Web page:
July 27, 2015
This post originally appeared on WHO’s website here.
Today only half of people living with HIV are aware of their status. This “testing gap”, coupled with the importance of early treatment for HIV, is driving interest in of the role of self-testing for HIV.
“If I went to a clinic and the tester was someone I knew, I would just greet her, ask about her family and then go away without being tested for HIV. Most people have to go to clinics far away where they are not known by anyone in order to be tested.”
Concerns about confidentiality and privacy are one of the key barriers to HIV testing services for adolescents (aged 10-19), as expressed by this young woman in Malawi. However, recent studies on the use of HIV self-tests suggest that the availability of a simple and discreet way to know their status themselves may be one of the keys to dramatically increasing the number of adolescents who take a test and go on to access support and further HIV testing, prevention, treatment and care.
Heavy burden of HIV infection in adolescents
As a group, adolescents and young people are often extremely vulnerable to HIV infection, both socially and economically. AIDS is now the leading cause of death among adolescents in Africa and the second cause of death among adolescents worldwide.
Globally, in 2014 there were 220 000 new HIV infections among adolescents, with more than 60% among young girls and women – a figure which is even higher in sub-Saharan Africa. Yet, despite these facts, adolescents are less likely to be tested for HIV than adults.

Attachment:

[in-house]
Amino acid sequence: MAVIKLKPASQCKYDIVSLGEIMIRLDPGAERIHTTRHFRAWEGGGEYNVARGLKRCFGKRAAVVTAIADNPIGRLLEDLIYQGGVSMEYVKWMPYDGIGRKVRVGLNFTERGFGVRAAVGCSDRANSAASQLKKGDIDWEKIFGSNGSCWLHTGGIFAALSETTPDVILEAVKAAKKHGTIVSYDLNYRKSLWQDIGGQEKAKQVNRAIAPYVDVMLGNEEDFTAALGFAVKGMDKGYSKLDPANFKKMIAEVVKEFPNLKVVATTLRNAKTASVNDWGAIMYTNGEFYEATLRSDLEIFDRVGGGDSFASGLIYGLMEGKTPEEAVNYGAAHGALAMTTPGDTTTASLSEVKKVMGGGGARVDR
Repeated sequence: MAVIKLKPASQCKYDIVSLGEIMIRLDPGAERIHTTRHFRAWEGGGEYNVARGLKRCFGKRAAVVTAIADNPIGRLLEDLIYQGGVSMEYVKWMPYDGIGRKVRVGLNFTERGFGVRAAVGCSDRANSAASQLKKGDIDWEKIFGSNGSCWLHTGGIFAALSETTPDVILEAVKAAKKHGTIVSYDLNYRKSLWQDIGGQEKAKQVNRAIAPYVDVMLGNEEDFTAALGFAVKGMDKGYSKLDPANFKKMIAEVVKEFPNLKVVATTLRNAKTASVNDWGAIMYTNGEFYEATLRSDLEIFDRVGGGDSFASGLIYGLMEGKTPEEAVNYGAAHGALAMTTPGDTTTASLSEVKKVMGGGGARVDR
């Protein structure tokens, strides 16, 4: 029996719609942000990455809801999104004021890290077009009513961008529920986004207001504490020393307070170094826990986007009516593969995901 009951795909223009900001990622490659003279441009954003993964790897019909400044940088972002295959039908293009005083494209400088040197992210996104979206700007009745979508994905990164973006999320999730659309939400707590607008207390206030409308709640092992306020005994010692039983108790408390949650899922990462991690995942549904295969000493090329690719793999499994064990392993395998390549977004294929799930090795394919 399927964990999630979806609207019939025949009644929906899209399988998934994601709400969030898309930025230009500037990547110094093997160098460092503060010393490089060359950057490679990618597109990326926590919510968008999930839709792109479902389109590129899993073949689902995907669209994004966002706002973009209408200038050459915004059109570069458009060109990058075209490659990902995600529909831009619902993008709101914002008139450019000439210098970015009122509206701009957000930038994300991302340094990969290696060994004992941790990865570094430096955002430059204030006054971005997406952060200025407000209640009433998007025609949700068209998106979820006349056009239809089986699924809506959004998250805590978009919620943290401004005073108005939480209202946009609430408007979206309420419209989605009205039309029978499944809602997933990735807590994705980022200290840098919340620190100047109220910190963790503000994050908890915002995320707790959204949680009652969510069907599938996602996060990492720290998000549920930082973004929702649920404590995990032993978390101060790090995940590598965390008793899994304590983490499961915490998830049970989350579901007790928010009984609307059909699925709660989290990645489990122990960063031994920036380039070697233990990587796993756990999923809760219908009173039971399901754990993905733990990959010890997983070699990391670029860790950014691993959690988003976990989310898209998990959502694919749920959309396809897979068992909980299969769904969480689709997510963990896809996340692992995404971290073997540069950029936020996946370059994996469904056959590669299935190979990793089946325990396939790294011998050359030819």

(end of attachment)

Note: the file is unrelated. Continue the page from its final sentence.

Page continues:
A role for HIV self-testing
Evidence is growing on the role HIV self-testing could play in helping countries reach the 90-90-90 UN targets, which call for a scale-up of HIV testing so that 90% of people with HIV are aware of their infection. In its newly-released Consolidated guidelines on HIV testing services, the World Health Organization encourages countries to conduct pilot programmes on HIV self-testing so it can gather and synthesize evidence on the role self-tests can play in closing the HIV testing gap. The Organization plans to release normative guidelines for HIV self-testing in 2016.
High uptake of HIV self-testing among adolescents
In the first large-scale HIV self-testing demonstration project in Africa, all adults (over 16 years) in the community of Blantyre in Malawi were offered a single HIV self-test. While uptake of the tests in the community was high in general, it was adolescents and young adults whose uptake was highest. Within 12 months of the introduction of HIV self-testing in the community, almost all adolescent (16-19 year old) girls were self-testing, as were over 80% of adolescent males.
Such figures are unprecedented in a group that is often reluctant to or unable to be tested for HIV—frequently due to social, structural and health system barriers. “In our community, the youths are the ones who are now coming here in large numbers to take self-test kits. They say they want to prepare for their future,” said one community counsellor working in Blantyre.